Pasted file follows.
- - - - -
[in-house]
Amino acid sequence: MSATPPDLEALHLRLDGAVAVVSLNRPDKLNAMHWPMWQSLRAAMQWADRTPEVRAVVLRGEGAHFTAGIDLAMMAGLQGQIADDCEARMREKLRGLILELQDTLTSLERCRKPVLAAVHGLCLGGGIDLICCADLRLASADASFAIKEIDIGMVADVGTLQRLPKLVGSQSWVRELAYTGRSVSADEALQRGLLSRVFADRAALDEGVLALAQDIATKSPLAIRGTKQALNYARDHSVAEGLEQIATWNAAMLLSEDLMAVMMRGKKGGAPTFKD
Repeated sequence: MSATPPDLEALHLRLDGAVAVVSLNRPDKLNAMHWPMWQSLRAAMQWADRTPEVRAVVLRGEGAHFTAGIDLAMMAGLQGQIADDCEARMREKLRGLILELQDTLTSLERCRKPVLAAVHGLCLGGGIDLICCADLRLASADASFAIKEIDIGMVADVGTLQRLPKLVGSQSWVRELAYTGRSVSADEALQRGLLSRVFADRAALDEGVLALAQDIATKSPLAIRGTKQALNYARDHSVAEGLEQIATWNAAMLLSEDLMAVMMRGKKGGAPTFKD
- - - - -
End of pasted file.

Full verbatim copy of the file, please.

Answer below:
[in-house]
Amino acid sequence: MSATPPDLEALHLRLDGAVAVVSLNRPDKLNAMHWPMWQSLRAAMQWADRTPEVRAVVLRGEGAHFTAGIDLAMMAGLQGQIADDCEARMREKLRGLILELQDTLTSLERCRKPVLAAVHGLCLGGGIDLICCADLRLASADASFAIKEIDIGMVADVGTLQRLPKLVGSQSWVRELAYTGRSVSADEALQRGLLSRVFADRAALDEGVLALAQDIATKSPLAIRGTKQALNYARDHSVAEGLEQIATWNAAMLLSEDLMAVMMRGKKGGAPTFKD
Repeated sequence: MSATPPDLEALHLRLDGAVAVVSLNRPDKLNAMHWPMWQSLRAAMQWADRTPEVRAVVLRGEGAHFTAGIDLAMMAGLQGQIADDCEARMREKLRGLILELQDTLTSLERCRKPVLAAVHGLCLGGGIDLICCADLRLASADASFAIKEIDIGMVADVGTLQRLPKLVGSQSWVRELAYTGRSVSADEALQRGLLSRVFADRAALDEGVLALAQDIATKSPLAIRGTKQALNYARDHSVAEGLEQIATWNAAMLLSEDLMAVMMRGKKGGAPTFKD